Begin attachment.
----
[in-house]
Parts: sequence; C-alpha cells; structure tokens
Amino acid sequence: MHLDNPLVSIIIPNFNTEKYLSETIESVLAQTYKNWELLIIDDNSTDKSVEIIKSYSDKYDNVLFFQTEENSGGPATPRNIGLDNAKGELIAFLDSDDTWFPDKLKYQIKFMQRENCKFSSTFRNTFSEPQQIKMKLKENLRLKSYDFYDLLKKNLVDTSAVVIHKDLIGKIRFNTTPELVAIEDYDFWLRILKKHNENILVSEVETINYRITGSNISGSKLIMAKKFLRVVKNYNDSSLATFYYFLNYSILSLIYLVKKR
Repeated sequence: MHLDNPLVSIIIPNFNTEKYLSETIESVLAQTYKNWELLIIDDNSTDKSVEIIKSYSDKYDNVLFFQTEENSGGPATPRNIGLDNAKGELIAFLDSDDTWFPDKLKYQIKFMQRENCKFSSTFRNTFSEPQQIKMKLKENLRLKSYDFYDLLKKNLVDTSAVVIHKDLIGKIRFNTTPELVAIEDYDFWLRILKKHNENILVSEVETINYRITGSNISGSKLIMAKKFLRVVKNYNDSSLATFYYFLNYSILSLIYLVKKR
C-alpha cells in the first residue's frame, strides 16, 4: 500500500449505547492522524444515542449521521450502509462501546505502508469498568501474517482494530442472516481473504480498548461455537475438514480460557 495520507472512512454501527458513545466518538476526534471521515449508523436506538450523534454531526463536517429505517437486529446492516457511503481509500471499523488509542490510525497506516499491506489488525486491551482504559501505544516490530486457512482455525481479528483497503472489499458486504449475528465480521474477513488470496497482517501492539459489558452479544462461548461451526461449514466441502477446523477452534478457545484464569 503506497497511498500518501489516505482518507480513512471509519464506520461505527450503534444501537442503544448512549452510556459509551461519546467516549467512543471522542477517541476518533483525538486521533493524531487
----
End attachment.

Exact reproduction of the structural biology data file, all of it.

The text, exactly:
[in-house]
Parts: sequence; C-alpha cells; structure tokens
Amino acid sequence: MHLDNPLVSIIIPNFNTEKYLSETIESVLAQTYKNWELLIIDDNSTDKSVEIIKSYSDKYDNVLFFQTEENSGGPATPRNIGLDNAKGELIAFLDSDDTWFPDKLKYQIKFMQRENCKFSSTFRNTFSEPQQIKMKLKENLRLKSYDFYDLLKKNLVDTSAVVIHKDLIGKIRFNTTPELVAIEDYDFWLRILKKHNENILVSEVETINYRITGSNISGSKLIMAKKFLRVVKNYNDSSLATFYYFLNYSILSLIYLVKKR
Repeated sequence: MHLDNPLVSIIIPNFNTEKYLSETIESVLAQTYKNWELLIIDDNSTDKSVEIIKSYSDKYDNVLFFQTEENSGGPATPRNIGLDNAKGELIAFLDSDDTWFPDKLKYQIKFMQRENCKFSSTFRNTFSEPQQIKMKLKENLRLKSYDFYDLLKKNLVDTSAVVIHKDLIGKIRFNTTPELVAIEDYDFWLRILKKHNENILVSEVETINYRITGSNISGSKLIMAKKFLRVVKNYNDSSLATFYYFLNYSILSLIYLVKKR
C-alpha cells in the first residue's frame, strides 16, 4: 500500500449505547492522524444515542449521521450502509462501546505502508469498568501474517482494530442472516481473504480498548461455537475438514480460557 495520507472512512454501527458513545466518538476526534471521515449508523436506538450523534454531526463536517429505517437486529446492516457511503481509500471499523488509542490510525497506516499491506489488525486491551482504559501505544516490530486457512482455525481479528483497503472489499458486504449475528465480521474477513488470496497482517501492539459489558452479544462461548461451526461449514466441502477446523477452534478457545484464569 503506497497511498500518501489516505482518507480513512471509519464506520461505527450503534444501537442503544448512549452510556459509551461519546467516549467512543471522542477517541476518533483525538486521533493524531487